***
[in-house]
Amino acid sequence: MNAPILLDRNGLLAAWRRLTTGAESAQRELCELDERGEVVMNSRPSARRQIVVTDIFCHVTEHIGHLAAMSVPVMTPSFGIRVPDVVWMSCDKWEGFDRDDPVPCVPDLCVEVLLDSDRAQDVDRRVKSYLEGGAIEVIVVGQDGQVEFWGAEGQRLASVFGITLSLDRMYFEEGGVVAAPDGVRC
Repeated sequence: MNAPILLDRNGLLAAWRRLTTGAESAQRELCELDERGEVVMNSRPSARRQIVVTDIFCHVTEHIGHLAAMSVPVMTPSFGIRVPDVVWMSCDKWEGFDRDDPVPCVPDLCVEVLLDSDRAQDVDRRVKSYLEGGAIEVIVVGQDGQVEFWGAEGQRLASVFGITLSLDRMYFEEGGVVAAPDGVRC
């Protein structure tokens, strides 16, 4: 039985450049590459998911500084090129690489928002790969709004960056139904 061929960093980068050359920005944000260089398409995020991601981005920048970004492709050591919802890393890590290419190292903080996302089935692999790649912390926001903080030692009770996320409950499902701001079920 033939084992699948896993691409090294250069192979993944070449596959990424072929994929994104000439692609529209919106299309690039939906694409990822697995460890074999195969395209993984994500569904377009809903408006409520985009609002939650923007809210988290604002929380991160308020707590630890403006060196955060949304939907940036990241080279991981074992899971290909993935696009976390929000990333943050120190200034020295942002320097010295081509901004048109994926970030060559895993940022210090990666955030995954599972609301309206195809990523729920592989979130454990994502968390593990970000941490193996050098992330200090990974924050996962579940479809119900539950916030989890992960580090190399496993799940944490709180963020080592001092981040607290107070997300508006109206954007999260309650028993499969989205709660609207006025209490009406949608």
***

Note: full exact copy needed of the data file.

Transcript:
[in-house]
Amino acid sequence: MNAPILLDRNGLLAAWRRLTTGAESAQRELCELDERGEVVMNSRPSARRQIVVTDIFCHVTEHIGHLAAMSVPVMTPSFGIRVPDVVWMSCDKWEGFDRDDPVPCVPDLCVEVLLDSDRAQDVDRRVKSYLEGGAIEVIVVGQDGQVEFWGAEGQRLASVFGITLSLDRMYFEEGGVVAAPDGVRC
Repeated sequence: MNAPILLDRNGLLAAWRRLTTGAESAQRELCELDERGEVVMNSRPSARRQIVVTDIFCHVTEHIGHLAAMSVPVMTPSFGIRVPDVVWMSCDKWEGFDRDDPVPCVPDLCVEVLLDSDRAQDVDRRVKSYLEGGAIEVIVVGQDGQVEFWGAEGQRLASVFGITLSLDRMYFEEGGVVAAPDGVRC
């Protein structure tokens, strides 16, 4: 039985450049590459998911500084090129690489928002790969709004960056139904 061929960093980068050359920005944000260089398409995020991601981005920048970004492709050591919802890393890590290419190292903080996302089935692999790649912390926001903080030692009770996320409950499902701001079920 033939084992699948896993691409090294250069192979993944070449596959990424072929994929994104000439692609529209919106299309690039939906694409990822697995460890074999195969395209993984994500569904377009809903408006409520985009609002939650923007809210988290604002929380991160308020707590630890403006060196955060949304939907940036990241080279991981074992899971290909993935696009976390929000990333943050120190200034020295942002320097010295081509901004048109994926970030060559895993940022210090990666955030995954599972609301309206195809990523729920592989979130454990994502968390593990970000941490193996050098992330200090990974924050996962579940479809119900539950916030989890992960580090190399496993799940944490709180963020080592001092981040607290107070997300508006109206954007999260309650028993499969989205709660609207006025209490009406949608």